We wake early. Before I open my eyes I feel the soreness of my body ringing up and out of me like a chorus. Shins, knees, elbows, shoulders, hands. All my wounds call out together in a harmony and I am awed and humbled by the sound.
Once packed up, we pass through corridors of grabbing, stabbing and stinging plants that gouge into the pulp of my knees and elbows. I wince as my raw parts are continuously jabbed, steel myself as we cross into a rocky river bed. The bed is dry and contains small, medium, and large boulders– each a different experience to step upon. Our data says we’ll be walking on this for three miles and a quick assessment suggests that three miles will be one mile an hour terrain at the fastest.
One mile an hour is fine with me. The riverbed is flat, and the sun baths us in its gentle way. We have a breeze and just below red rock there are surprise pools of clear, cold water. The pools—some large enough to swim in— aren’t on our data as water sources at all, and so we know that they are but an ephemeral surprise, a gift from our extra rainy year. We sit by a river bed and eat snacks, smiling easily, and then we begin our ascent.
We climb quick and hard, straight up. We lose the trail for a moment, but Carrot finds it again by scrambling a hundred feet above us, hand and footing her way up broken slabs of red rock. I follow. My phone screen goes dim and will not return, briefly depriving me of my GPS track. Just as I yell “CARROT!” into the great trail beyond, it comes back to life, its light embarrassing me as Carrot runs back, concerned. I fall far behind, thinking about this trail and my skills in tandem. I do not have the skills to do this trail, but I’m doing it anyway. I’m hoping that I can learn quickly because in the heat I am feeling so slow and humbled that it borders on ashamed. The terrain is steep and prickly and I walk carefully, trying to avoid the jabbiest of the plants, the ones eager to stab tack like points into my various open wounds. I am morose and I let it wash over me.
We do five miles in five hours, a steady 1mph pace. It is noon and we haven’t travelled far, but we’re hungry and there are cabin ruins and a water source just up ahead and so we agree to stop and reassess.
I tell Carrot how bad I feel. Getting off trail, having so many cuts and bruises from the first five miles of our traverse, having to boulder up to safety when I have no idea how to boulder. Walking through spike corridors, losing my track, going so slowly up steep passes that I may as well be crawling. I eat chips and chocolate and I tell her I am trying to let nature be the boss. I know there’s not much I can do to fix how difficult this is beyond continuing to move forward and improve my skills. I can’t fight my body, and I’m not here to fight the land.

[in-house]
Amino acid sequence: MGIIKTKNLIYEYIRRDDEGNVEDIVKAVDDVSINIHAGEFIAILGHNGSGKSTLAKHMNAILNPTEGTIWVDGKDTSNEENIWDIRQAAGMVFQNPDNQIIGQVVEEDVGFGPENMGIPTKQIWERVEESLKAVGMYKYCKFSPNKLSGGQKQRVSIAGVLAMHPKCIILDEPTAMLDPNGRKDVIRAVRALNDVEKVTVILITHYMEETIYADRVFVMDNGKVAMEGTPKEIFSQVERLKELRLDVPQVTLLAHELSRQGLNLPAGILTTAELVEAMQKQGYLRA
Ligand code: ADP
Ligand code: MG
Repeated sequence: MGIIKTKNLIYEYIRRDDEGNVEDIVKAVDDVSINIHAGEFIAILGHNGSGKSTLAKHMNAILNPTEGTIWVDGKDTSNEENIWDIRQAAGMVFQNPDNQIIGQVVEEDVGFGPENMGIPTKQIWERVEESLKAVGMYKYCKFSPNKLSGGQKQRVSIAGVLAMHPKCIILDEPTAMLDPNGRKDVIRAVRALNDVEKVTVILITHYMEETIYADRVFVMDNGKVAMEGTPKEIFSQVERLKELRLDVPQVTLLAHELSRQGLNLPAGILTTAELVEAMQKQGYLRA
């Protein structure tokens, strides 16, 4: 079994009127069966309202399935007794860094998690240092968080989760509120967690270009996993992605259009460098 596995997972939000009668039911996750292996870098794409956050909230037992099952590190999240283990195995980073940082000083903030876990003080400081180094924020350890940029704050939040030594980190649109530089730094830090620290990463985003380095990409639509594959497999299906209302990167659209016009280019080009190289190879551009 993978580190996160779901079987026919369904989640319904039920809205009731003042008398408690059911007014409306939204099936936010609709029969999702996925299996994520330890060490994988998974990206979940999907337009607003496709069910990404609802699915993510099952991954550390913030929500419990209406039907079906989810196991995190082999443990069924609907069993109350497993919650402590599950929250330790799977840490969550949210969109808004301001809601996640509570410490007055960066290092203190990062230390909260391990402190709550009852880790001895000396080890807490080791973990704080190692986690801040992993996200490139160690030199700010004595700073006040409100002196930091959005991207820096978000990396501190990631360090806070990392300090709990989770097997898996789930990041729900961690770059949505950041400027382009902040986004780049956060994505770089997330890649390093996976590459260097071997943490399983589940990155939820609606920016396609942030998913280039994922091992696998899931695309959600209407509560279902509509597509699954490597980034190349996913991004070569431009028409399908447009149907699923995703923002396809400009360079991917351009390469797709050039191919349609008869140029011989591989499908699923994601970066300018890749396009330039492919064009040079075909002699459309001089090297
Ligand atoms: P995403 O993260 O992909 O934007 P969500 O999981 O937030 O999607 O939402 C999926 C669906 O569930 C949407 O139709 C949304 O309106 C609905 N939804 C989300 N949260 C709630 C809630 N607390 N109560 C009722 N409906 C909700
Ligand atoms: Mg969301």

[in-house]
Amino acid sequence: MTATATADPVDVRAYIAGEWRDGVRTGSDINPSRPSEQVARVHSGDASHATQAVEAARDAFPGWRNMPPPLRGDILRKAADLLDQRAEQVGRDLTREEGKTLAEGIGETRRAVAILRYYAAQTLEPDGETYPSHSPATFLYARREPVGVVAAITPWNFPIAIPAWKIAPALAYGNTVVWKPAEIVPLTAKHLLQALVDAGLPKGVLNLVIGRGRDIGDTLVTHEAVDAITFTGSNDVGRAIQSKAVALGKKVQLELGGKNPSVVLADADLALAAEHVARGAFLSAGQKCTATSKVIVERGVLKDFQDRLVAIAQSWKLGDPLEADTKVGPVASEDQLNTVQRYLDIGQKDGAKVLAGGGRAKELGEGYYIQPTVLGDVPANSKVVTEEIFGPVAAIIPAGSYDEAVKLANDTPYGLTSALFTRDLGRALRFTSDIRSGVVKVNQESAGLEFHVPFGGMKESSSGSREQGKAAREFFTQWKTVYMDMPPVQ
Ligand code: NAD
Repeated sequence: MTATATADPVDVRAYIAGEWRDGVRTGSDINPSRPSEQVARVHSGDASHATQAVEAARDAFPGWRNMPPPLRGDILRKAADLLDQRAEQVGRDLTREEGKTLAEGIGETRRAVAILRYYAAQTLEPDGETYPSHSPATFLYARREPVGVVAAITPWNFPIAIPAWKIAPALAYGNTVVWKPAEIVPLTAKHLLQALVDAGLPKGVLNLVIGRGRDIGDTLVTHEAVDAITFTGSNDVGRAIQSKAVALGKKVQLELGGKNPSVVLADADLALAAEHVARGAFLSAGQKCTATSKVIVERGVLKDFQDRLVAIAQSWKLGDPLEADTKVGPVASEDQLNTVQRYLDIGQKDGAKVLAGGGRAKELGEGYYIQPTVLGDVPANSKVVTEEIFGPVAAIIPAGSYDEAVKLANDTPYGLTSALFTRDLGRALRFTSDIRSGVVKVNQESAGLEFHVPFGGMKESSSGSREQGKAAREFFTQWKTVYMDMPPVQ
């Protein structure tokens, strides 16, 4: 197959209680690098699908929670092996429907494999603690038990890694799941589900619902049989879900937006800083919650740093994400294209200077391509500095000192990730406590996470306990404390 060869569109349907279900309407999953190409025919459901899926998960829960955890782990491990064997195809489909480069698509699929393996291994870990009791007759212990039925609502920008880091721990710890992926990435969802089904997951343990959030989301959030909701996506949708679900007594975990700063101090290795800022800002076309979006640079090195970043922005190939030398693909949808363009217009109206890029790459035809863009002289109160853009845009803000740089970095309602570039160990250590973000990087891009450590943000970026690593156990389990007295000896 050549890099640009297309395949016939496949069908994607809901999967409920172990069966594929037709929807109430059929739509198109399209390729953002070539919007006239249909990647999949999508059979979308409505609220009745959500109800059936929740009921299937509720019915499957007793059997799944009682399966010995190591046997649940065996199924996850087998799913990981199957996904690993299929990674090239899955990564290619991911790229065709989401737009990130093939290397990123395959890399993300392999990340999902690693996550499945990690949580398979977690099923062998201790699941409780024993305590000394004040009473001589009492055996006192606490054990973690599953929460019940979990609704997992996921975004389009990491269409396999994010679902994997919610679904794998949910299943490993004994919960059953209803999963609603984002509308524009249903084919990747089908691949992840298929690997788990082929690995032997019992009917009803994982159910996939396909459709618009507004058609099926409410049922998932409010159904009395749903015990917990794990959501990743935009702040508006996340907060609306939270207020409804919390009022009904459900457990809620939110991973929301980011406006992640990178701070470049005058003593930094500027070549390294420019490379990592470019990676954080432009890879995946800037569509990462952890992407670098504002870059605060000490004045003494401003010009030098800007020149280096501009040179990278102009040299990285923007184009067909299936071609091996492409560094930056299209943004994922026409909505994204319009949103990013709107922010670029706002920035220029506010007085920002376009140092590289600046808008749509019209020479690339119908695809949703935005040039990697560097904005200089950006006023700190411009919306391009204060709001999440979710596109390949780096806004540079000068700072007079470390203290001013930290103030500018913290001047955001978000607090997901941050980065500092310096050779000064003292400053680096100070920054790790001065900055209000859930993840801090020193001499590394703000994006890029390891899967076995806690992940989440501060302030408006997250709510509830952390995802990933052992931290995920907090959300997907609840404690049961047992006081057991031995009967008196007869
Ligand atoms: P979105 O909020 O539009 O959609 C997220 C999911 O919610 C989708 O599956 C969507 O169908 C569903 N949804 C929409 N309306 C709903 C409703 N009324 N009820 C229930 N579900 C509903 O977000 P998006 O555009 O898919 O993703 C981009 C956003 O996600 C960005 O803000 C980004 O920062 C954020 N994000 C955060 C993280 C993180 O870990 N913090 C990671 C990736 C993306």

It’s just humbling is all, being so clumsy with nothing to hide behind.
We continue to climb, and hours pass. “This terrain is really beating me up today” Carrot says, sitting on a rock next to our water source, eating jerky and shivering into her puffy. She says this so easily, like it’s regular to struggle. All day I’ve questioned myself and my abilities and with one comment I realize the truth: I am inexperienced, for sure, but this is also just a hard trail. All kinds of people would find this to be a hard trail! It’s a relief to know.
We walk up a dirt road, and I zone out to On The Come Up by Angie Thomas. The second half of the day provides terrain that is significantly more gentle and easy to navigate and I let myself relax into it.
Up high, we come to another cabin ruin. Here we find our last water source of the day, a rusty metal tank with dead mosquitos skimming the surface. Winds pick up all around us and we shiver as we filter, knowing we have a 2000 foot descent, that we’re going to get down and camp where it’s warm.
We hike quick. I ache my way toward the campsight, knowing that if we get to the 29.9 mile mark today, we’ll be camping just outside of the camping restriction zone. If we hustle tomorrow, we can make it all the way to town, and I can clean the scrapes that decorate my body, soothe the red ringed wounds with something beyond hand sanitizer and antibiotic ointment.
1.5 miles away from our proposed campsite, I find Carrot. She asks if we can hike the last little bit together, and as we do we say a little prayer to the Nature Gods.
“Please Gods” we say. “Show us a campsite, as flat as a frisbee, just before the restriction starts, and tucked away in some trees”.
We push forward, searching, and just around the bend, directly below some red rock ruins, it appears.
We eat our food staring silently into the abyss, set up our shelter, blow up our neoairs, crawl into our sleeping bags, and close our eyes. Three minutes pass, and I am totally, utterly, and completely asleep.
📍The Mogollon Rim trail is on Yavapai, Western Apache, Hopi and Hohokum land. I am a grateful guest.